Photo-shopping - the art of re-touching/air brushing/enhancing images - all of this has been with us for quite some time . I have to wonder - why the sudden hugh and cry? Mind you - it is because of how women are digitally enhanced that we women perhaps feel the need to constantly consider ways in which to retain a more youthful look.

But all out censorship? That idea unnerves me. Here is a bit of the British - carrying it all a bit too far - to consider: http://www.telegraph.co.uk/culture/books/booknews/5834646/Philip-Pu...
"Philip Pullman, the best selling author, will be banned from reading his books in schools because he refuses to be vetted for a new anti-paedophile database that he said "assumes my guilt".

Lately the British have been on rather a mad push to regulate everything government can get their paws on - from mandatory licensing of one's goldfish to the push to embed all with a micro-id-chip.
I'm not advocating censorship. I *am* advocating the advertising equivalent of "informed consent".

Call it "media literacy" or what you will:




(By the way--neither of these PSP videos show excellent work--but they do show the *kind* of work that can go into "editing" an image.)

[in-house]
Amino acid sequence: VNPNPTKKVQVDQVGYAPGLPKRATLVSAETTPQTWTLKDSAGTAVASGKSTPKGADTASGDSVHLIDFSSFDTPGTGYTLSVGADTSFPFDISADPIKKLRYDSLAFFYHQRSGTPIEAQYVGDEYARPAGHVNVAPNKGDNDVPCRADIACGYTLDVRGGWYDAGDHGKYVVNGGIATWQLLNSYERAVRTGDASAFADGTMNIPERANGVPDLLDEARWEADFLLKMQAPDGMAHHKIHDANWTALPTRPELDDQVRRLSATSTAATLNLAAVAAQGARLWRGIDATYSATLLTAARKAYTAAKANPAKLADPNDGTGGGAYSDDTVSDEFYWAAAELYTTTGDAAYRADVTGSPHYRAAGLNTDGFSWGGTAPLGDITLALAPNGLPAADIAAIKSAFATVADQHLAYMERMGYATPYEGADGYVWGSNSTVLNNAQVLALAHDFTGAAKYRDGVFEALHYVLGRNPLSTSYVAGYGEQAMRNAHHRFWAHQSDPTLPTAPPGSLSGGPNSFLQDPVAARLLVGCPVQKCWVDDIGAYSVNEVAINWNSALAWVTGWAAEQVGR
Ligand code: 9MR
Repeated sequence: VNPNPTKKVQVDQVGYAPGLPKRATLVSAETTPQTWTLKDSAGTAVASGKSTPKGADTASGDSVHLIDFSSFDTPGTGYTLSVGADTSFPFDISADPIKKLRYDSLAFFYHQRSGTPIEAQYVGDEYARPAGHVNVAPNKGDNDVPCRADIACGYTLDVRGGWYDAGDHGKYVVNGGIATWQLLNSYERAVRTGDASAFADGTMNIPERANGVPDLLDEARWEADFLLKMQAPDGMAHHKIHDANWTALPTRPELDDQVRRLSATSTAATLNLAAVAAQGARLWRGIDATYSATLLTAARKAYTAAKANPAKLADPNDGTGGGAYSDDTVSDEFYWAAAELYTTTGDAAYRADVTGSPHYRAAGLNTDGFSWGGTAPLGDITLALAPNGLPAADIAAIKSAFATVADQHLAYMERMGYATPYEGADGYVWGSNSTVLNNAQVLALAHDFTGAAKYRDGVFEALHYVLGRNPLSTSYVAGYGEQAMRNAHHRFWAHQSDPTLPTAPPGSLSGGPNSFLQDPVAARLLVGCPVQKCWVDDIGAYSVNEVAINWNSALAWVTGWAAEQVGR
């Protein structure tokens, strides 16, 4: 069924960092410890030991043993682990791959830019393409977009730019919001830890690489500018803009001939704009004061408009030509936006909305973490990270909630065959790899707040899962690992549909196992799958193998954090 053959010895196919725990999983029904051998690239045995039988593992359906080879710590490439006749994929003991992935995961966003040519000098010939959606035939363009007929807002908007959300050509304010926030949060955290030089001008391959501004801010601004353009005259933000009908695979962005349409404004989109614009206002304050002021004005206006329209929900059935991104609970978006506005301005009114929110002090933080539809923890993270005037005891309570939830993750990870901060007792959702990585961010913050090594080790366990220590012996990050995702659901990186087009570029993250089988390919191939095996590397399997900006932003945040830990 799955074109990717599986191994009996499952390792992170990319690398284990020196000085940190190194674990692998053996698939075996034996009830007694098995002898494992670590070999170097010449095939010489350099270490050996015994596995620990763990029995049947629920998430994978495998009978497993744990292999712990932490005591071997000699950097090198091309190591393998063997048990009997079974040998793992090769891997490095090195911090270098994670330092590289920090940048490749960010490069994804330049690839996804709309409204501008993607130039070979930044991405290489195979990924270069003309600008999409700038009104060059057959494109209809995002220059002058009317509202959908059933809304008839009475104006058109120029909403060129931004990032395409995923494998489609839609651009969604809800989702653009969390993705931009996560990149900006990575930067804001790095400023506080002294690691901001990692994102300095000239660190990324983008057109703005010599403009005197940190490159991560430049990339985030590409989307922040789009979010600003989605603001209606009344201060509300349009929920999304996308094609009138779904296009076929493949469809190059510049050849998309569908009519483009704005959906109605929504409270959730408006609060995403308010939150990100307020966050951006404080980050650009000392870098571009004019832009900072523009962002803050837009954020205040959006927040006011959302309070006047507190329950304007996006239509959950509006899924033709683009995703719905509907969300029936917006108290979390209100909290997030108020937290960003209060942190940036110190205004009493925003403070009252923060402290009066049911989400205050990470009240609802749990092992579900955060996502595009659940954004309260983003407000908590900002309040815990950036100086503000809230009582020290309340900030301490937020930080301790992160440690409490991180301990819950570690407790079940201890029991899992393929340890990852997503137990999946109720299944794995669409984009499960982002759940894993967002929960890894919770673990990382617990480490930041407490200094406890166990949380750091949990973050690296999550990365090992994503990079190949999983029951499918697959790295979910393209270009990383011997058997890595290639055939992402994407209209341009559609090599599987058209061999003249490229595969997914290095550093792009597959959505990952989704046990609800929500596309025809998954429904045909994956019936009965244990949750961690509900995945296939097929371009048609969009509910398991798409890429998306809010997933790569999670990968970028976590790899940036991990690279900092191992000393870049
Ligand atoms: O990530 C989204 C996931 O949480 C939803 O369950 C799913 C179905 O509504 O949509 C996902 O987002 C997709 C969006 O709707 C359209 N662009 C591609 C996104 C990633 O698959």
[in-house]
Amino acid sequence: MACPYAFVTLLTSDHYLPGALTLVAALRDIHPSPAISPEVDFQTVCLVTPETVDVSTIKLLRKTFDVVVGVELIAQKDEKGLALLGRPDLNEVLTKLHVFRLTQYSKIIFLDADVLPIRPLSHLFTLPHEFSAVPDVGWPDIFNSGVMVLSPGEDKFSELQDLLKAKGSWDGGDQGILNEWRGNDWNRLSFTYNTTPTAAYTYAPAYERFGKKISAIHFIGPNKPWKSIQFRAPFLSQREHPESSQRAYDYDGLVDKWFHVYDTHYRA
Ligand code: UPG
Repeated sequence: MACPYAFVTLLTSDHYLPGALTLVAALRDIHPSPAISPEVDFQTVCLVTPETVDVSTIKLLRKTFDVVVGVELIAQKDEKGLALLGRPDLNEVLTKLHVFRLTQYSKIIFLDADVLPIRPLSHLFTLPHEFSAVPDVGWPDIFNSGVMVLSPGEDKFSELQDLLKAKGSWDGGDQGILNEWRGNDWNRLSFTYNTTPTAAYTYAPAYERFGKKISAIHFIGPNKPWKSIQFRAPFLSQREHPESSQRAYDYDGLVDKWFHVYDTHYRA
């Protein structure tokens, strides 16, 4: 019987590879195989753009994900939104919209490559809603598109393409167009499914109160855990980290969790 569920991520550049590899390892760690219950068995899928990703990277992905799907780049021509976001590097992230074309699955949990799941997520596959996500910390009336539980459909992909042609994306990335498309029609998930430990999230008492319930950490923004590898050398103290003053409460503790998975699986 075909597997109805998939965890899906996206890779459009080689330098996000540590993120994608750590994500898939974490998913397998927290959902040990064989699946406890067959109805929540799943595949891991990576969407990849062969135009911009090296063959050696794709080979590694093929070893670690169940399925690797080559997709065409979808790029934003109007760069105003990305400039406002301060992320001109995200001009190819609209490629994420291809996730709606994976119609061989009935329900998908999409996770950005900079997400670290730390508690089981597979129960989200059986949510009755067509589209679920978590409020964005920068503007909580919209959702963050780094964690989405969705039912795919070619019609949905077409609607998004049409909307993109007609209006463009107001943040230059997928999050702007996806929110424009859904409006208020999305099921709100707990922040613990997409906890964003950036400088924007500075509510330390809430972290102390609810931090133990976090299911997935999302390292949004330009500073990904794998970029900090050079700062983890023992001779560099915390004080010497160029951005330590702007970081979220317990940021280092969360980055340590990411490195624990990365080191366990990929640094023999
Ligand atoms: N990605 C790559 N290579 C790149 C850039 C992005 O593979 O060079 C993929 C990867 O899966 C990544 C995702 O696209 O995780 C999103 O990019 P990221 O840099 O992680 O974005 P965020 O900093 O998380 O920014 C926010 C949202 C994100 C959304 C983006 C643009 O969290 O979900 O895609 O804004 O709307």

I *am* advocating the advertising equivalent of "informed consent".

Right on. That's my line of thought too.

Fascinating videos. I am so grateful for the ability to re-touch a personal photo a bit, that I can't imagine being restricted personally, but when I look at how very marked someone of a certain age - can be made to look 30 years younger - it irritates me, because it sets up such unrealistic expectations right 'round. Whatever happened to "truth in advertising".

And children - need to see things as they really are first - before seeing things as others may want them to see things.
While I agree that there's no crime in going out to retrieve one's dry cleaning without spending two hours on hair and makeup first, the writer seems more concerned with the liberal--ok, egregious--use of PSP (Photoshop) on the photo in the ad.

I've lived in NYC and LA--and no, no one looks fantastic 24/7. And yes, whereas men seem to slip by without criticism, women are fair game for the media if they step out the door.

In my book, sexism is sexism. Period.
What makes you think I don't work on photos of men?

There's an enormous amount of retouching on photos of men as well--we do facelifts, we do that extra million crunches for them on their abs, we recontour arms and legs and lift buns. Oh, yeah.

Strangely enough, there have been a few articles about men spending more time in the skin-care aisles and at the dermatologists/cosmetic surgeons, ferinstance: